Large deer widely distributed throughout Europe, Asia and North Africa. A full-grown male (stag or hart) stands 1.2 m/4 ft at the withers, and typical antlers measure about 80 cm/31 in in length with a spread of about the same. During the breeding season the colour is a rich brown, turning grey at the approach of winter. The young are spotted with white.
The antlers are shed in April or May, and a few days afterwards the new growth shows. While the new antlers are developing they are covered with a thick velvet, and while in this condition are very sensitive. They are full-grown in about 12 weeks, and the ‘velvet’ is then rubbed off. Hornless stags sometimes occur.
Classification The red deer Cervus elaphus is in family Cervidae, order Artiodactyla.
The red deer is a native of Britain, occurring wild in the Scottish Highlands and the west of England and is also preserved in a number of parks. Remains of red deer which have been excavated in British peat beds show that they were once much larger, and the antlers finer than is now the case.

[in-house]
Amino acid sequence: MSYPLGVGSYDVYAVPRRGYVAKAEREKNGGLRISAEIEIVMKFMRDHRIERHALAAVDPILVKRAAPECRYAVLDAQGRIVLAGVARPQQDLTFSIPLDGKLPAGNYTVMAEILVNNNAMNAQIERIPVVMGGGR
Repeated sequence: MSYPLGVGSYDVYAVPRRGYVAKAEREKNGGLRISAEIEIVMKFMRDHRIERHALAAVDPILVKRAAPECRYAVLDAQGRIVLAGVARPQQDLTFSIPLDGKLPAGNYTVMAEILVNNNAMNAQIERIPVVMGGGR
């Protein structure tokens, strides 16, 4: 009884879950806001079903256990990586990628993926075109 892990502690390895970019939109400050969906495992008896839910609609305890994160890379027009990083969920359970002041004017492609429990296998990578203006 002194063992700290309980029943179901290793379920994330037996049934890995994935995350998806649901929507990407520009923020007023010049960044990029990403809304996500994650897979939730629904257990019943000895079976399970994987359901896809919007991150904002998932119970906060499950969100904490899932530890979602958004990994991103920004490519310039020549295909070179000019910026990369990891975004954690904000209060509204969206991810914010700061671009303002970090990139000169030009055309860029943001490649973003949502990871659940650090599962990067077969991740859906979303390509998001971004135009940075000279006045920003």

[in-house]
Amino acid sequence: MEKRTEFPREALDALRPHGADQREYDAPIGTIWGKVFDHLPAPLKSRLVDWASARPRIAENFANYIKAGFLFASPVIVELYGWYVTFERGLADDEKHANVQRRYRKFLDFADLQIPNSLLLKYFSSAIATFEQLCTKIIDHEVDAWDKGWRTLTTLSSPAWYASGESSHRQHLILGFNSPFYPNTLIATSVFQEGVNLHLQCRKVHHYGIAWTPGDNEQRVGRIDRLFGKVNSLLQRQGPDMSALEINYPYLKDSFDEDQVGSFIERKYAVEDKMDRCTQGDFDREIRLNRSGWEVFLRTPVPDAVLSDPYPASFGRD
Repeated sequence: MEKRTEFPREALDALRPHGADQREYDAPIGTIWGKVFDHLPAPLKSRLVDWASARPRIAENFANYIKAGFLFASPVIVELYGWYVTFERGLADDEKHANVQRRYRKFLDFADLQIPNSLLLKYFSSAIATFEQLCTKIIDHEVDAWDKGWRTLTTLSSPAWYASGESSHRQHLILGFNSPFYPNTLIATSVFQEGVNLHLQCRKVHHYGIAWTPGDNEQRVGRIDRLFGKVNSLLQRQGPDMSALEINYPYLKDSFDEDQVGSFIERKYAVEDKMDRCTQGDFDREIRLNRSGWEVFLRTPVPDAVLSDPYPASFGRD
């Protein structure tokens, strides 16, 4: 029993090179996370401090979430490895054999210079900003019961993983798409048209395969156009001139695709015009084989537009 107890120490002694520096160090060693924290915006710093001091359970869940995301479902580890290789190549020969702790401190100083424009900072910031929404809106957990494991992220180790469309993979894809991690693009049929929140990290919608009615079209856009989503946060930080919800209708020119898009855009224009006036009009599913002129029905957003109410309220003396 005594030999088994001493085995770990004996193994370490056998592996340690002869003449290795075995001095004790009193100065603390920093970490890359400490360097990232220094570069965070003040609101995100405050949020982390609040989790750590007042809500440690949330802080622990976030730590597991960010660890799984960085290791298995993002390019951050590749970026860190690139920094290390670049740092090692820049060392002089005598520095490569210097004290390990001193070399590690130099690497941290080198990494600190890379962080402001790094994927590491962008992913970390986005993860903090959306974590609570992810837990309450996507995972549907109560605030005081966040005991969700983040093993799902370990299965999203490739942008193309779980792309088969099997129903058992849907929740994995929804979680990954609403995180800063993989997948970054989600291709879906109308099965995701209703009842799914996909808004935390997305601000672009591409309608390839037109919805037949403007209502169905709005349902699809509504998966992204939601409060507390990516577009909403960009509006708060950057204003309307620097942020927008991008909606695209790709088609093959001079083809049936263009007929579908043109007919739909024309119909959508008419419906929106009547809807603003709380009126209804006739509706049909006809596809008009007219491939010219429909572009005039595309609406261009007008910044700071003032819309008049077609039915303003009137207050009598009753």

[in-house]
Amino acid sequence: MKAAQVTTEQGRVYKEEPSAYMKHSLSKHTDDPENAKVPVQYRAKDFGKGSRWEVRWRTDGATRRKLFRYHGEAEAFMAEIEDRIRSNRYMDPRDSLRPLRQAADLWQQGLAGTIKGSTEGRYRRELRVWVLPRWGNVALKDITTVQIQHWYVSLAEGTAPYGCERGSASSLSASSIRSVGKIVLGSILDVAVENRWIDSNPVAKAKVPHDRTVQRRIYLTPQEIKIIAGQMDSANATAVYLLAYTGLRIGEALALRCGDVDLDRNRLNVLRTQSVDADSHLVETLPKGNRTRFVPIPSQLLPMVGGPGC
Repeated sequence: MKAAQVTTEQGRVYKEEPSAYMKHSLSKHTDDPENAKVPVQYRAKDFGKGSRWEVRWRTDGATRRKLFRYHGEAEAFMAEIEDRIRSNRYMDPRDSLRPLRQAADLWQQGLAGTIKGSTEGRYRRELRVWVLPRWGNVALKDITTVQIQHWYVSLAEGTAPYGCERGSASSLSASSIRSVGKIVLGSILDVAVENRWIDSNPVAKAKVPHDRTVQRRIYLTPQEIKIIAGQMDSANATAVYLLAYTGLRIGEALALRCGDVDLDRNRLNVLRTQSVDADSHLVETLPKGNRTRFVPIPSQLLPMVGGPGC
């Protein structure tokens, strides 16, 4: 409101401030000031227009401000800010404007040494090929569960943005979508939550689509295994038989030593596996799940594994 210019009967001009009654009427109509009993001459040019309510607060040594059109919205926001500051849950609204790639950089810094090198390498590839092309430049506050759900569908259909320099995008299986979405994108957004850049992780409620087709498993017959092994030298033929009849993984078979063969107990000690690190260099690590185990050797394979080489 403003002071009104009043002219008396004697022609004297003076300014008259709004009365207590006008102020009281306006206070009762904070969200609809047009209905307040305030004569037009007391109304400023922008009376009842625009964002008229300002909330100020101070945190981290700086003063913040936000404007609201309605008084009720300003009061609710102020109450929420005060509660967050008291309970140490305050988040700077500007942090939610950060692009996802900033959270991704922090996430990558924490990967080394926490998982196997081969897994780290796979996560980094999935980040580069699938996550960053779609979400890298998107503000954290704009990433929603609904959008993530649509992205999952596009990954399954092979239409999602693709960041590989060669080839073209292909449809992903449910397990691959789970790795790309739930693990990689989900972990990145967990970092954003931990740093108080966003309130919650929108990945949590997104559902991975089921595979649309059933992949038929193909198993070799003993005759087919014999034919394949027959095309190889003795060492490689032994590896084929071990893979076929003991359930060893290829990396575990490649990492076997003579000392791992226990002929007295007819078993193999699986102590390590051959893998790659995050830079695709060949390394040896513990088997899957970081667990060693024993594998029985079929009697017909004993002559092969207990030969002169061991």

There are several races of red deer spread across Asia and into North Africa. Many of these have been given different names, such as the hangul in Kashmir, and the Barbary stag in Morocco. The red deer has also been introduced to New Zealand from Europe. All these forms are essentially similar to the typical European form, but vary slightly in size and colour.
Antlers are grown by stags (male deer), and male and female reindeer, complete with blood supply to the velvet (the soft hairy outer layer) each yea
(pl deer) any animal of the Cervidae, a family of even-toed hoofed animals characterized by the possession of antlers by the males at least, incl re
a male deer (esp red deer) esp over five years old, when the crown or surroyal antler begins to appear. [OE heort ] ❑ hart of grease n (archaic)